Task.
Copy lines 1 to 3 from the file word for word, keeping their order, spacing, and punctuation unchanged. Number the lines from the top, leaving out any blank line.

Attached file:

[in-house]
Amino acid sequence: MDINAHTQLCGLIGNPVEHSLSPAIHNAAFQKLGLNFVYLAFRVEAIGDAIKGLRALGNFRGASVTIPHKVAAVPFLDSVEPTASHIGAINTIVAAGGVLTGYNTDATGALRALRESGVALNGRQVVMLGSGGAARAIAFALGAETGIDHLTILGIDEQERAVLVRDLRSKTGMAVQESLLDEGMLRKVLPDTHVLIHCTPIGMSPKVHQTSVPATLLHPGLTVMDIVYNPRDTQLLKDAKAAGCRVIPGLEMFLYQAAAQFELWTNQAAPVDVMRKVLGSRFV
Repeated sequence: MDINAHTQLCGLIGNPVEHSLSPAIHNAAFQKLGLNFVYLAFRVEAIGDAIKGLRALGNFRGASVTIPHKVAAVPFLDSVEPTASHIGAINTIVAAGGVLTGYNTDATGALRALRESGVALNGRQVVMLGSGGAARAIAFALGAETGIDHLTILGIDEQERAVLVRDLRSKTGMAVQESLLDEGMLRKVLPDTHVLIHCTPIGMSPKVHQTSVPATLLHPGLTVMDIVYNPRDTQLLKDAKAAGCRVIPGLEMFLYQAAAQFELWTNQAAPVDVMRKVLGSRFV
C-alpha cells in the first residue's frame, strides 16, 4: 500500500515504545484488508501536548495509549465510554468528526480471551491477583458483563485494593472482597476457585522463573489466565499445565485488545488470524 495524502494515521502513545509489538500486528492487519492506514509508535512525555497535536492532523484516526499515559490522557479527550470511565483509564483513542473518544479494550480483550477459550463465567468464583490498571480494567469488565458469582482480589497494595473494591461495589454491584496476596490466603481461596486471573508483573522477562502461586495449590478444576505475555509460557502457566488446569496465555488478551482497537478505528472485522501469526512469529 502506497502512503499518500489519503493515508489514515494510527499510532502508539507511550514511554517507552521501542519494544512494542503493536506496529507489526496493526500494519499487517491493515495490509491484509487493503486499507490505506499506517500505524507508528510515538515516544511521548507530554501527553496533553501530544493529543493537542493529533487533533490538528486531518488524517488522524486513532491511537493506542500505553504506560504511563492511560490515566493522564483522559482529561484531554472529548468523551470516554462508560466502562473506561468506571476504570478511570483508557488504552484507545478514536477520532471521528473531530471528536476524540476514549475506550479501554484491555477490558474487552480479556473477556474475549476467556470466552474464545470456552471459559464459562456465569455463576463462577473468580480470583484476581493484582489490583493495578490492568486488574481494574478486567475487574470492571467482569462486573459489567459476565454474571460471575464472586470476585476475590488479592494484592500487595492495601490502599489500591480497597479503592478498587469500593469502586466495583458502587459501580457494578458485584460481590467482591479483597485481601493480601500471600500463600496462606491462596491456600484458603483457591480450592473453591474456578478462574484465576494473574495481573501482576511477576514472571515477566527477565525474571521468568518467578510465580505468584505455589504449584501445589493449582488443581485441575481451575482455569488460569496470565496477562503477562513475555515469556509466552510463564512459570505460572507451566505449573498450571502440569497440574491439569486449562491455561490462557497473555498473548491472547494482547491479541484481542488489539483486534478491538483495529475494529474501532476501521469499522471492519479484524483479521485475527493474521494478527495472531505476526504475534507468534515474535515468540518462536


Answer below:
[in-house]
Amino acid sequence: MDINAHTQLCGLIGNPVEHSLSPAIHNAAFQKLGLNFVYLAFRVEAIGDAIKGLRALGNFRGASVTIPHKVAAVPFLDSVEPTASHIGAINTIVAAGGVLTGYNTDATGALRALRESGVALNGRQVVMLGSGGAARAIAFALGAETGIDHLTILGIDEQERAVLVRDLRSKTGMAVQESLLDEGMLRKVLPDTHVLIHCTPIGMSPKVHQTSVPATLLHPGLTVMDIVYNPRDTQLLKDAKAAGCRVIPGLEMFLYQAAAQFELWTNQAAPVDVMRKVLGSRFV
Repeated sequence: MDINAHTQLCGLIGNPVEHSLSPAIHNAAFQKLGLNFVYLAFRVEAIGDAIKGLRALGNFRGASVTIPHKVAAVPFLDSVEPTASHIGAINTIVAAGGVLTGYNTDATGALRALRESGVALNGRQVVMLGSGGAARAIAFALGAETGIDHLTILGIDEQERAVLVRDLRSKTGMAVQESLLDEGMLRKVLPDTHVLIHCTPIGMSPKVHQTSVPATLLHPGLTVMDIVYNPRDTQLLKDAKAAGCRVIPGLEMFLYQAAAQFELWTNQAAPVDVMRKVLGSRFV